The answer to this question is not as straightforward as you might think and even doctors get it wrong sometimes. Proper diagnosis is important because treatment can take a long time, can be expensive, and may be associated with certain side effects. If you suspect you have a nail fungal infection, you should know the symptoms of nail fungus(onychomycosis) and make sure that your physician performs the proper diagnostic tests.
Onychomycosis, or a nail fungus infection, is defined as a fungal infection of the nail bed, nail plate (what we think of as the nail itself) or the area very closely surrounding the fingernail or toenail. Most cases of nail fungus are caused by a dermatophyte called Trichophyton rubrum. Many other cases are caused by Candida albicans, which is a yeast. These organisms can invade deeply into the nail or stay near the surface. They can begin their infection process near the cuticle or at the tip. (Nail Fungus under a microscope)
Onychomycosis is responsible for one third of all fungal skin infections and half of all nail infections. Even so, that means that half of all nail infections are not caused by fungi. Therefore it is important to distinguish between a nail fungus and a bacterial infection of the nail. A fungal infection is treated with an antifungal while a bacterial infection is treated with an antibiotic.
Fungal nail infections can cause a number of abnormalities in the nail. Almost all cases of nail fungus will include white, yellow, or white-yellow crust in or on the nail. This is the fungus itself. The white-yellow patches can be in the form of streaks that are parallel to the finger. Alternatively, the lesion can appear across the tip or the cuticle. When the crust spreads, it can cover the entire surface of the nail.
If the fungus penetrates underneath the nail plate (the nail itself), which is often does, it can form irregularities in the nail bed. The bumpy nail bed is less able to hold onto the nail and so it becomes loose. Since dermatophytes consume keratin and produce destructive wastes, the nail can become pitted and misshapen. This may cause ridges and grooves in the nail.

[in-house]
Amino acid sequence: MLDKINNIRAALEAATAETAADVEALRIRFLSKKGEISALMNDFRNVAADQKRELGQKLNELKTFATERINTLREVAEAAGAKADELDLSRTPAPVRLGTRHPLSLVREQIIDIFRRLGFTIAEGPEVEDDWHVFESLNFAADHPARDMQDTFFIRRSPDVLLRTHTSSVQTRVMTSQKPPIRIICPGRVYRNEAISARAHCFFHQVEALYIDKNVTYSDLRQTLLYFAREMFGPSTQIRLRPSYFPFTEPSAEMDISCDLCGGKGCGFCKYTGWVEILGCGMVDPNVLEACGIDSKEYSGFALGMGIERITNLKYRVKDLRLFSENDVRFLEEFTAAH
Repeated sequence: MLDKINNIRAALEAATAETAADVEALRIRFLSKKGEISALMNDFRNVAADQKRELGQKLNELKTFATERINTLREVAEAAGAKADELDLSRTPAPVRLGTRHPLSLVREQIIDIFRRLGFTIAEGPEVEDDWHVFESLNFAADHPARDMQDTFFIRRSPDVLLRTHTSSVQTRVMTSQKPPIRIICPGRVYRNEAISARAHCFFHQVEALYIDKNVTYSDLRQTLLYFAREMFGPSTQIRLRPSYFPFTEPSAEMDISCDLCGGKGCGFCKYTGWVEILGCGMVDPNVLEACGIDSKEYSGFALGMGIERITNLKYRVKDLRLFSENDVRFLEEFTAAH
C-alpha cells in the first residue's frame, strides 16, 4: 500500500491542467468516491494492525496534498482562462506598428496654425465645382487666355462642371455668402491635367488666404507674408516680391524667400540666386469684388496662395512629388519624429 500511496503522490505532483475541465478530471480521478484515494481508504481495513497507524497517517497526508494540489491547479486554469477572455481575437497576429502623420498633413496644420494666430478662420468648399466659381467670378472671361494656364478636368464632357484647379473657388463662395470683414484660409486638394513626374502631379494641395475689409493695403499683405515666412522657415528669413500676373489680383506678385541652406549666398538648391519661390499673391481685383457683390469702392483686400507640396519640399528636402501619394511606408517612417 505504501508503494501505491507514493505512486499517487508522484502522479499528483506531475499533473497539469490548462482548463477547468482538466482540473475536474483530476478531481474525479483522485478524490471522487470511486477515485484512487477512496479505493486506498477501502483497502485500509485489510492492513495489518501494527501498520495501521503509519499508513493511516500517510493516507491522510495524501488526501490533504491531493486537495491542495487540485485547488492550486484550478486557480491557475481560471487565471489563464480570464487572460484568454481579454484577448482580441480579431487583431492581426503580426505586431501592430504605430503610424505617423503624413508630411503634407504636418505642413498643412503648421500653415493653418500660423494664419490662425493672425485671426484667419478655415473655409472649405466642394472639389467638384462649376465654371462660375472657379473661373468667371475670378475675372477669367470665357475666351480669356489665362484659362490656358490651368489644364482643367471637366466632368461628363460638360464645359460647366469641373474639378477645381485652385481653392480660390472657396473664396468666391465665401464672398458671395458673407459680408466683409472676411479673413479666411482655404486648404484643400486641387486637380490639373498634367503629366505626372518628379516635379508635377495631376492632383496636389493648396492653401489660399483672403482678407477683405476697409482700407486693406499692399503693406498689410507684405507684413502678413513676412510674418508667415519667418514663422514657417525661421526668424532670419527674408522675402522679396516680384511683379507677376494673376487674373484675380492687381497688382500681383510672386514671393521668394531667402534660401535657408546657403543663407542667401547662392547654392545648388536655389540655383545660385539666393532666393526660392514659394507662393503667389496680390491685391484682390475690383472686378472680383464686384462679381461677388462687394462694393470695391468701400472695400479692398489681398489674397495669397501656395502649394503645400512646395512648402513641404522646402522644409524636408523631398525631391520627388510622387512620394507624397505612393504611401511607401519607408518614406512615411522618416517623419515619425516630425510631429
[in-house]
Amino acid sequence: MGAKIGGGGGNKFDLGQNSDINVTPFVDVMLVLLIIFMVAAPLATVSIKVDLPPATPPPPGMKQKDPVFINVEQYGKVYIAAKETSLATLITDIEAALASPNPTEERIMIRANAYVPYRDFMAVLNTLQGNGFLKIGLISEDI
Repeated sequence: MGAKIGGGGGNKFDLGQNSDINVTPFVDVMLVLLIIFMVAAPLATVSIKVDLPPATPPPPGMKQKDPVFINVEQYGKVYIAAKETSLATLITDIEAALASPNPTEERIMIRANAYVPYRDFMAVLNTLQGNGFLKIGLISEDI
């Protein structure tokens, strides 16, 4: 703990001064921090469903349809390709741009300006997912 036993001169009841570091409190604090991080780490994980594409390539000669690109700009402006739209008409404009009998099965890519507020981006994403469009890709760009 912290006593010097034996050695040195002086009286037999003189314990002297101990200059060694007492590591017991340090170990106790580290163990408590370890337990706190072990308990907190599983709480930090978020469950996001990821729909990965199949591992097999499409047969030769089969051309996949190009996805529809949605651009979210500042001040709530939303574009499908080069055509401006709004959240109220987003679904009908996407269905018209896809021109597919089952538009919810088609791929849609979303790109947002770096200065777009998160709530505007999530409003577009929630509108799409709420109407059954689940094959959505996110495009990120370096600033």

If the nail fungus infection becomes severe or contains Candida, the nail folds and skin surrounding the nail may become red and swollen. These are signs of inflammation which can cause discomfort and even pain. The skin may express (ooze) pus, which is a whitish material common of white blood cells from the immune system.
Pus is usually a sign of bacterial infection and, if it is present, may be a “red herring” for the physician trying to make the diagnosis.
A nail that is expressing pus may be assumed to be caused by a bacterial infection, as is often the case. If you are experiencing pus it is particularly important to get a correct diagnosis for the nail infection. In addition to bacterial nail infection, there are a number of diseases that can mimic a nail fungus. Examples of mimickers include hallopeau acrodermatitis, lichen planus, nail bed melanoma, nail bed psoriasis (may occur with fungal infection of the nail), onycholysis, paronychia, Reiter syndrome, or yellow nail syndrome. This means that one or more diagnostic tests are necessary to make the correct diagnosis of onychomycosis.
Testing for a nail fungus requires that a piece of the diseased nail be taken for further study and analysis. If the disease affects the tip of the nail, like in distal subungual onychomycosis, a small piece of nail can be trimmed from the end. Unfortunately in proximal subungual onychomycosis the nail must be removed down to the base. On the positive side, this nail removal can be therapeutic as well as diagnostic. In white superficial onychomycosis, the lesion is scraped away from the top of the nail.
Once a piece of the diseased nail is harvested, two main tests are performed on the sample. Some of the nail can be treated with a strong base, namely potassium hydroxide, and viewed under a microscope for the presence of fungi. The remaining piece of nail can be sent for a fungal culture. The sample is placed in an environment in which fungus can grow and thrive and, after a few days, the sample is checked for growth of new fungus. The presence of fungus in one or both of these tests is good evidence that an onychomycosis is present. If neither the potassium hydroxide wash nor the culture show fungus, the nail can be taken, pulverized, and sent to a pathologist for analysis. Alternatively a portion of the nail can be sent for a bacterial culture in case the nail infection is not fungal.
If you suspect that you have nail fungus symptoms, the diseased nail or nails should be looked at by a physician, ideally a dermatologist. Proper diagnosis of the illness is important for directing care and ruling out for serious problems.
Hainer BL. Dermatophyte infections. Am Fam Physician 2003;67:101-108.
Jaffe R. Onychomycosis: recognition, diagnosis, and management. Arch Fam Med 1998;7:587-592.
Kaur R, Kashyap B, Bhalla P. Onychomycosis–epidemiology, diagnosis and management. Indian J Med Microbiol 2008;26:108-116.
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